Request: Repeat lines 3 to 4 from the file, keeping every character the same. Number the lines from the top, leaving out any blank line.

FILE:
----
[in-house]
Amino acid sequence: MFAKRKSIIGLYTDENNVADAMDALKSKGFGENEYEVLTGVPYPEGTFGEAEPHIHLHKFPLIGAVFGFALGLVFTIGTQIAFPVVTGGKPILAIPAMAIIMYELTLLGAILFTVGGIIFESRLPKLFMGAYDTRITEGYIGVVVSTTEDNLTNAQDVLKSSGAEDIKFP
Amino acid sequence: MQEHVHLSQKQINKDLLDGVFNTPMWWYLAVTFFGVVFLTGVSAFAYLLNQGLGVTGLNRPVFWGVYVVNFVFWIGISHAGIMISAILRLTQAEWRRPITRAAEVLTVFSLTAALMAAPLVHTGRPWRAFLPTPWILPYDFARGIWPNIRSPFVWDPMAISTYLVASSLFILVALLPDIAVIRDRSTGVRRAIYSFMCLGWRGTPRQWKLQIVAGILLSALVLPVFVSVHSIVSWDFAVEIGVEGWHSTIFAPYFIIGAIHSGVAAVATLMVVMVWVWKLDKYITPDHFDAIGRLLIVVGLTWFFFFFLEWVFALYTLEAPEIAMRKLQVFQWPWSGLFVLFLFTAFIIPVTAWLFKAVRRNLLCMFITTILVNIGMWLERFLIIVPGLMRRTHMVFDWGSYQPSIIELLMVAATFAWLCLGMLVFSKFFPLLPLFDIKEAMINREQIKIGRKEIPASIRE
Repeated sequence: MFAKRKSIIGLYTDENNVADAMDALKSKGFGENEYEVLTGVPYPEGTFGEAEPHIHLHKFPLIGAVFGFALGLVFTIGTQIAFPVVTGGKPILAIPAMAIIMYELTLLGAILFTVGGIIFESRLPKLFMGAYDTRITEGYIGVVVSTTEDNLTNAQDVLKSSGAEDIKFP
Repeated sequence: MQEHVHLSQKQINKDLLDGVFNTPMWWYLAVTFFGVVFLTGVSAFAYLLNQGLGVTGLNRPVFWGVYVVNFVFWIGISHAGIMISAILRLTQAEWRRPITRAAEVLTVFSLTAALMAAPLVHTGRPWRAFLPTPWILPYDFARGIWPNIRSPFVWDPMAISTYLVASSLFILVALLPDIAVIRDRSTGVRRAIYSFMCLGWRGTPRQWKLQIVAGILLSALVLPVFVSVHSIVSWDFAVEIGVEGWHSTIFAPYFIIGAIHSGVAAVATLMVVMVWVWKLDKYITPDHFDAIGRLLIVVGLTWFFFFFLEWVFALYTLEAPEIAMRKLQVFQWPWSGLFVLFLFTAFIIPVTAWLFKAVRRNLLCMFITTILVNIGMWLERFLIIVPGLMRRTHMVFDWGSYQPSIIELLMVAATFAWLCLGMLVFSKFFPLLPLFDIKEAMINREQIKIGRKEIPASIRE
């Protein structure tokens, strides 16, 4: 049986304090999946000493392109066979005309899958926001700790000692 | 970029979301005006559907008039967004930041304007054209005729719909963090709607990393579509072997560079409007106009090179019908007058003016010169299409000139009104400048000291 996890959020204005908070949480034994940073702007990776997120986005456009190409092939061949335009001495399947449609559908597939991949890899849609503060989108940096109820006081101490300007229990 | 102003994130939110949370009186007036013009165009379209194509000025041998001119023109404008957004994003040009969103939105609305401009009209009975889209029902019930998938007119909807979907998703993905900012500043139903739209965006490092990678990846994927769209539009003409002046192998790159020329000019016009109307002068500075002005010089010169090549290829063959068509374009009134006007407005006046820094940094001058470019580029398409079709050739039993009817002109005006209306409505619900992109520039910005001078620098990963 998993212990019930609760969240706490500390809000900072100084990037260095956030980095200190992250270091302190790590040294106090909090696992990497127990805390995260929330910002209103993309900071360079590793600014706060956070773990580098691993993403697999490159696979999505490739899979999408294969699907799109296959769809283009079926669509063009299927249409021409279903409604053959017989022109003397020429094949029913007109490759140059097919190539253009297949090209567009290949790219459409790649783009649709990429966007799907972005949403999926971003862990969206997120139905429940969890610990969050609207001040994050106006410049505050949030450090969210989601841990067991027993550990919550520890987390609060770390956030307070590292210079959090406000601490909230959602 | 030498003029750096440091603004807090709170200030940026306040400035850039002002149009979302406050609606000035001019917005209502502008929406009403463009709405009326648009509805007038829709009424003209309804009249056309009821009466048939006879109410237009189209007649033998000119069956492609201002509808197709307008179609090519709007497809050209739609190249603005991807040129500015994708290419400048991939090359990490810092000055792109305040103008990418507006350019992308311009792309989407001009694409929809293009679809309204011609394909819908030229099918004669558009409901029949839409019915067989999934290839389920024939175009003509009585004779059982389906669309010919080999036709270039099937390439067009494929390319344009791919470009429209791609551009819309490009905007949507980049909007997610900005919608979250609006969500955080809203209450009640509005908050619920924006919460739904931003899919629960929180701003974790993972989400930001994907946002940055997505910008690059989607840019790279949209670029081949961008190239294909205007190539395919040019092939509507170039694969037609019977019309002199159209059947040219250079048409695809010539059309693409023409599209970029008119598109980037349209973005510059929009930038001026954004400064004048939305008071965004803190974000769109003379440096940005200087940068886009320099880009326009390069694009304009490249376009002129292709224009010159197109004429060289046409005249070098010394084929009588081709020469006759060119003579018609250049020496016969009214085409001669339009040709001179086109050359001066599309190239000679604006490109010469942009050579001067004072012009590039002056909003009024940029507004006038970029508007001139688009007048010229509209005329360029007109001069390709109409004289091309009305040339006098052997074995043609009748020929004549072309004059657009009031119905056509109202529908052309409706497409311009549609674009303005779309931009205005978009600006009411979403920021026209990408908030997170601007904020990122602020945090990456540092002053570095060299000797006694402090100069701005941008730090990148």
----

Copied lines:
Amino acid sequence: MQEHVHLSQKQINKDLLDGVFNTPMWWYLAVTFFGVVFLTGVSAFAYLLNQGLGVTGLNRPVFWGVYVVNFVFWIGISHAGIMISAILRLTQAEWRRPITRAAEVLTVFSLTAALMAAPLVHTGRPWRAFLPTPWILPYDFARGIWPNIRSPFVWDPMAISTYLVASSLFILVALLPDIAVIRDRSTGVRRAIYSFMCLGWRGTPRQWKLQIVAGILLSALVLPVFVSVHSIVSWDFAVEIGVEGWHSTIFAPYFIIGAIHSGVAAVATLMVVMVWVWKLDKYITPDHFDAIGRLLIVVGLTWFFFFFLEWVFALYTLEAPEIAMRKLQVFQWPWSGLFVLFLFTAFIIPVTAWLFKAVRRNLLCMFITTILVNIGMWLERFLIIVPGLMRRTHMVFDWGSYQPSIIELLMVAATFAWLCLGMLVFSKFFPLLPLFDIKEAMINREQIKIGRKEIPASIRE
Repeated sequence: MFAKRKSIIGLYTDENNVADAMDALKSKGFGENEYEVLTGVPYPEGTFGEAEPHIHLHKFPLIGAVFGFALGLVFTIGTQIAFPVVTGGKPILAIPAMAIIMYELTLLGAILFTVGGIIFESRLPKLFMGAYDTRITEGYIGVVVSTTEDNLTNAQDVLKSSGAEDIKFP